No sooner had president Trump landed in France for a weekend visit to Paris, than he immediate unloaded on his French host, Emmanuel Macron, for proposing to create a “real European army” independent from Washington.
Trump sent out a tweet, calling Macron’s proposal “very insulting” just after the president’s plane landed Friday evening for celebrations with world leaders commemorating the 100th anniversary of the end of World War I.
President Macron of France has just suggested that Europe build its own military in order to protect itself from the U.S., China and Russia. Very insulting, but perhaps Europe should first pay its fair share of NATO, which the U.S. subsidizes greatly!
— Donald J. Trump (@realDonaldTrump) November 9, 2018
Trump was referring to a radio interview by Macron this week in which he said that a “strong and sovereign Europe” was needed to defend the continent’s interests against China, Russia and “even the U.S.”
“We can’t defend Europe if we don’t have a real European army,” Macron said. “We must have a Europe that can defend itself more, without just relying on the U.S.”
Trump’s response: first Europe should pay its “fair share” of NATO before it plans on building out its own army. Trump has repeatedly demanded that NATO countries spend more on their own defense and has questioned whether the U.S. should remain in the alliance. Macron and German Chancellor Angela Merkel have both publicly questioned whether Europe can depend on the U.S. to come to its aid in the event of war.
Macron also criticized Trump’s plan to withdraw from the 1987 Intermediate-Range Nuclear Forces Treaty, which the U.S. says Russia has violated. Europe is the “main victim” of Trump’s decision, Macron said in remarks made as he toured World War I battlefields ahead of the centenary of the Nov. 11 armistice, according to the Wall Street Journal.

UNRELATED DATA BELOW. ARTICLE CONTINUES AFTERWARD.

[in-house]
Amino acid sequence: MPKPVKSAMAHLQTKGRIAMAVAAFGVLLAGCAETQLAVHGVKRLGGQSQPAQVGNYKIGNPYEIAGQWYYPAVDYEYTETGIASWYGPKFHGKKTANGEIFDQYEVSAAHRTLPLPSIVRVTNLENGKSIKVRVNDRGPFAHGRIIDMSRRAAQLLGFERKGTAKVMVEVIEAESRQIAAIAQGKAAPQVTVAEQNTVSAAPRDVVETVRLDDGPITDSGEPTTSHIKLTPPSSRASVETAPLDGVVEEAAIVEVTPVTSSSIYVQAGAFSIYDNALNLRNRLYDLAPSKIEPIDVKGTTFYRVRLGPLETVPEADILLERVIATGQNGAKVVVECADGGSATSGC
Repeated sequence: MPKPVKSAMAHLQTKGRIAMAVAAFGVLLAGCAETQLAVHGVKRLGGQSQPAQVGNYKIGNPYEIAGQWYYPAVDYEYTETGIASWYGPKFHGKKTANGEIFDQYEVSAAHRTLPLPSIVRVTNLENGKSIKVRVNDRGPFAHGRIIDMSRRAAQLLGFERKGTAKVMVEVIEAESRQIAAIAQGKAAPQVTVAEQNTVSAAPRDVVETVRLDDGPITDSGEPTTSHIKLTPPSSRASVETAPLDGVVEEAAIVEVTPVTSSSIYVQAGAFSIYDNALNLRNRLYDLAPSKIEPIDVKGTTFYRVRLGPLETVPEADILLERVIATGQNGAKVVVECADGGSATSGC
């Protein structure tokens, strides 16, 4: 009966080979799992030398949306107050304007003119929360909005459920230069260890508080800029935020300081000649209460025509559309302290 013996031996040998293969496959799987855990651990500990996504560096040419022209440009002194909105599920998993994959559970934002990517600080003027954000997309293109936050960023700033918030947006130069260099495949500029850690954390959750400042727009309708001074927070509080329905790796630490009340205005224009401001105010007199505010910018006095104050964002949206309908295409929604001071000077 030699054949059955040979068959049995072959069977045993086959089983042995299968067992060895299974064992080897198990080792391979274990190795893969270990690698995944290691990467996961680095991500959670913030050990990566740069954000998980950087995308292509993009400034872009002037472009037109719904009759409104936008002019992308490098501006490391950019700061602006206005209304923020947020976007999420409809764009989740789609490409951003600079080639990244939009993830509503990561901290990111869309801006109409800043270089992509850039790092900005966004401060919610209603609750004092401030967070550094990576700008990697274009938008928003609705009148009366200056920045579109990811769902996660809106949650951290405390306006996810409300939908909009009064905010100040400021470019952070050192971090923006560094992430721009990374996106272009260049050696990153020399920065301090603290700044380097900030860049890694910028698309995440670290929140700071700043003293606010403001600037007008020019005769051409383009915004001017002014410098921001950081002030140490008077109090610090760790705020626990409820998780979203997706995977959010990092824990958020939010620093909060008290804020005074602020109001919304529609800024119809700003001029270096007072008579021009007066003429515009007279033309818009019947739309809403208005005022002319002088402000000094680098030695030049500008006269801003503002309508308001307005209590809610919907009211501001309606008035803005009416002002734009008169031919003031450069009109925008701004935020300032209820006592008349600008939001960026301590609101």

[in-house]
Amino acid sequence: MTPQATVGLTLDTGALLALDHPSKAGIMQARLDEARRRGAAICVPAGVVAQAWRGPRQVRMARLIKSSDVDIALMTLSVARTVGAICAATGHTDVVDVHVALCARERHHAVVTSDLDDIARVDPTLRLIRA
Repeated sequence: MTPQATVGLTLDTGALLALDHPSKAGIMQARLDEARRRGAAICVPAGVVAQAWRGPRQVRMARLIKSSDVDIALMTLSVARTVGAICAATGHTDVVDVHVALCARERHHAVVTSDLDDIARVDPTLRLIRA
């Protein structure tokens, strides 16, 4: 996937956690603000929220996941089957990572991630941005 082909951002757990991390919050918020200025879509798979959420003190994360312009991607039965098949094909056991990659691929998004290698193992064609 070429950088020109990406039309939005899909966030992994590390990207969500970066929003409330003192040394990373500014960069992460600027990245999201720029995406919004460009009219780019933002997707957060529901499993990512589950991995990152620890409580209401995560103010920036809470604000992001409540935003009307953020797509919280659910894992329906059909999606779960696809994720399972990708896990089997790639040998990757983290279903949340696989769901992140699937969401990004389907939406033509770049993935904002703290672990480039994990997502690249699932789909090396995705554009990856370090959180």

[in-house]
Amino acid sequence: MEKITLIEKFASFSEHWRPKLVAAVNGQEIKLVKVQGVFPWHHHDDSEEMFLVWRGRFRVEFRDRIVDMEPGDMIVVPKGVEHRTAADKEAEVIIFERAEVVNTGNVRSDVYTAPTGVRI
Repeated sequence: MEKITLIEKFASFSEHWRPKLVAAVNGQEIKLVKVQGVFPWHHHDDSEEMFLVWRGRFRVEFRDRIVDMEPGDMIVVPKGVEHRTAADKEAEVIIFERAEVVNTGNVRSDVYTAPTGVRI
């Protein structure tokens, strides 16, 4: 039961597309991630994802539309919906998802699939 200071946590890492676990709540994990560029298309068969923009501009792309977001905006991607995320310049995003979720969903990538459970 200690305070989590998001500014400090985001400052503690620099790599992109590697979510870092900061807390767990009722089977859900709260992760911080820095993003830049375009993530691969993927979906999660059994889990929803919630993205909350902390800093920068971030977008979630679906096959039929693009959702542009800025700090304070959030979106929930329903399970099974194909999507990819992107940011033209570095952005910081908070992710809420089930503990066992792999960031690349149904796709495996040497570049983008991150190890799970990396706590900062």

The relationship between Trump and Macron, once described as a “bromance”, has since soured after Trump pulled out of the Paris treaty, with the US imposing steep tariffs on EU imports and threatening European businesses with secondary sanctions for dealing with Iran.
Trump is scheduled to meet with Macron on Saturday. Most of the rest of Trump’s trip will be devoted to events marking the World War I anniversary, including an Armistice Day ceremony at the Arc de Triomphe and a luncheon for leaders at the Élysée Palace.
While we expect a chilly handshake this time between the two world leaders, all eyes will be on the meeting between Trump and Putin. Trump will see the Russian leader for the first time since their summit earlier this year in Helsinki, though White House officials downplayed the encounter, saying Trump doesn’t plan extensive talks with Putin over a weekend that mostly will be devoted to ceremonies.
Trump drew bipartisan criticism after the Helsinki summit for suggesting he believed the Russian president’s denial of election interference over the assessment of his own intelligence community. The pair are expected to meet during the G-20 meeting later this month in Argentina, and the White House has invited Putin to visit Washington.
In addition to his meetings with Macron, Trump is expected to visit the Belleau Wood battlefield and American cemetery on Saturday, and speak at a Veterans Day ceremony Sunday at the Suresnes American Cemetery.